sudoku - is there a Maths to solving a puzzle?

I am intrigued to solving Sudoku puzzles, and of course there is the hard way of analyzing each cell, then the grid, etc.   But I am sure there must be a math to solving such a puzzle.  Does anyone know about it.  Thank u.
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Even tbough Soduku uses numbers, it is a logical puzzle rather than a mathematical one.  You could work Soduku with nine letters, nine punctuation marks, or nine shapes.
You can automate the sort of analysis you use to solve a Soduku manually in a fairly simple computer program.
Here is one of the classic essays on solving Soduku puzzles.
Mathematics of Sudoku
The general problem is NP-complete, but Dancing Links is fast for 9x9
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Hi there jegajothy,

There is going to be many different mathematical ways to get a sudoku solution.

The one you may first try to set up would be to formalise the human solution technique of listing for each cell all the current possible values that aren't ruled out by horizontal, vertical or sub 3x3 grids.  Then go through and actually assign each cell that has only one possibility and repeat iteratively.  The rules for determining what is possible needs to include more than just horizontal, vertical and 3x3 cell remainders. For example if any 2 cells have the same two choices, then these values must be removed as a choice for other cells in the corresponding horizontal, vertical and 3x3 grid.  The same applies for 3 cells that have the same 3 choices, etc.

However I imagine that that "procedure" is not what you are thinking about.

Another method would involve setting up a system of equations and solving them.
To explain first check out linear programming This is a guaranteed method of obtaining an optimum solution of a set of (linear) equations with an objective function.  Next there is integer programming typically hase the same form but with the restriction of only allowing integer solution to some (or all) of its variables.  In general there is no guaranteed of an optimal solution to integer programming problems, but the techniques of getting the solution of the system of equations does produce what is termed local optimums if not a global optimum.  In the suduko problem there really is nothing to minimise or maximise, we just want a feasible (ie every equation has values of the associated variables that make it true). The solution to linear programming and integer programming problems involves first getting a feasible solution and then by transforming that solution get an optimum solution.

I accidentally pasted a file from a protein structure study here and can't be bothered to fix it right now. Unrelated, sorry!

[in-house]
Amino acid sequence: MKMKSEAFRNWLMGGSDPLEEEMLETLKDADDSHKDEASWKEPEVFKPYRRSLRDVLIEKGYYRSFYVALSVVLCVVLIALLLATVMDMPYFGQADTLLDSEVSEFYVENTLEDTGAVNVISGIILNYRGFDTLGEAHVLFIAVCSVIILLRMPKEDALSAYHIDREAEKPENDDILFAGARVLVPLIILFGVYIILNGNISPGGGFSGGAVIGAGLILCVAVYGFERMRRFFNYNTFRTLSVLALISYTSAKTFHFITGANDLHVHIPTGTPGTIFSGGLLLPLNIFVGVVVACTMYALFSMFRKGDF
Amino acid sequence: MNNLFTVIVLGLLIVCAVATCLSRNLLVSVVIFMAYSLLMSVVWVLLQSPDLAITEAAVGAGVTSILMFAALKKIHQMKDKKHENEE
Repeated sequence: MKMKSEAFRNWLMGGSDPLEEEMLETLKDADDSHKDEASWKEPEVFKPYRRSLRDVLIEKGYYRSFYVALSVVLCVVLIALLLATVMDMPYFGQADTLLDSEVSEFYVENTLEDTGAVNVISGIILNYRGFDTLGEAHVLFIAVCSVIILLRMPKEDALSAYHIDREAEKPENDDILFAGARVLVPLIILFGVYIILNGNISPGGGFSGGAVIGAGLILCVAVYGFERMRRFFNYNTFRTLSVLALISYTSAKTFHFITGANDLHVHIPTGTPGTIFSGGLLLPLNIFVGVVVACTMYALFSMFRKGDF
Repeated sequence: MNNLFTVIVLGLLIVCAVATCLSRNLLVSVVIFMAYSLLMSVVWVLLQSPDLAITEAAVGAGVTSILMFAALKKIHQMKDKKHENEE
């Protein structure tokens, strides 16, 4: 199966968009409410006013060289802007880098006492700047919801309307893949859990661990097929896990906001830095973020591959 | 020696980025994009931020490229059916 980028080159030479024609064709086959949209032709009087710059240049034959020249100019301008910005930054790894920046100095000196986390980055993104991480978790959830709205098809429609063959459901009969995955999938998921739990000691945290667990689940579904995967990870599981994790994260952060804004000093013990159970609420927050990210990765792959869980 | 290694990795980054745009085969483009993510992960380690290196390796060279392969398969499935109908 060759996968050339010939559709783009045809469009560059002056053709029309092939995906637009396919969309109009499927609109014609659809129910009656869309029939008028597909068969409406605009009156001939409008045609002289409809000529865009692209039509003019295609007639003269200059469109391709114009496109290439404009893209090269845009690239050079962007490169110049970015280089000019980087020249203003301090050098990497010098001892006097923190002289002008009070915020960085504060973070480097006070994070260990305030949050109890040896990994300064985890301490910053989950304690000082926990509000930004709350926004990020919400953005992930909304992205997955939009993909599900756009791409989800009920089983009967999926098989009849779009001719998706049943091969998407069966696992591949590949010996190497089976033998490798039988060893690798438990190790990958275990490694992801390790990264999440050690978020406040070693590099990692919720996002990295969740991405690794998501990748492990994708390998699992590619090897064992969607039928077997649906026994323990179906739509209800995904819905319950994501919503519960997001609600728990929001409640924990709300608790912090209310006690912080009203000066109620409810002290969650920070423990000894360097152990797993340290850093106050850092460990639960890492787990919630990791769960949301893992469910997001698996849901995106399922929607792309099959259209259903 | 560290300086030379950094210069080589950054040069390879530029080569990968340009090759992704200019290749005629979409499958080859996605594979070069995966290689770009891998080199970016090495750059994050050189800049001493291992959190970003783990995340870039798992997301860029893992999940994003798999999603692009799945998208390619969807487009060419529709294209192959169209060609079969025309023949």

Using integer programming it is possible to specify any suduko problem.  The easiest formulation will be a big problem - 243 equations with 324 variables - less 9 variables for each of the given numbers already in the shown problem. Then you can derive a solution to it using the integer programming techniques.

Such a formulation would be -
for each of the 81 individual grid positions establish 9 variables.  All there variables are restricted to integer values with a minimum value of 0 and a maximum value of 1.  (That is they all are what is termed 0/1 binary variables).  Number the grid positions (1, 1) up to (9, 9) where (i, j) denotes the grid for row i, column j where both i and j range from 1 - 9.  I will call the variable created Xijk. The first 9 variables X11k are all concerned with grid position (1, 1), X111 is 1 if and only if grid(1, 1) has 1 as its value when solved. If no then its value will be 0.  likewise X112 is 1 if grid (1, 1) has a 2 as its value when solved, 0 otherwise.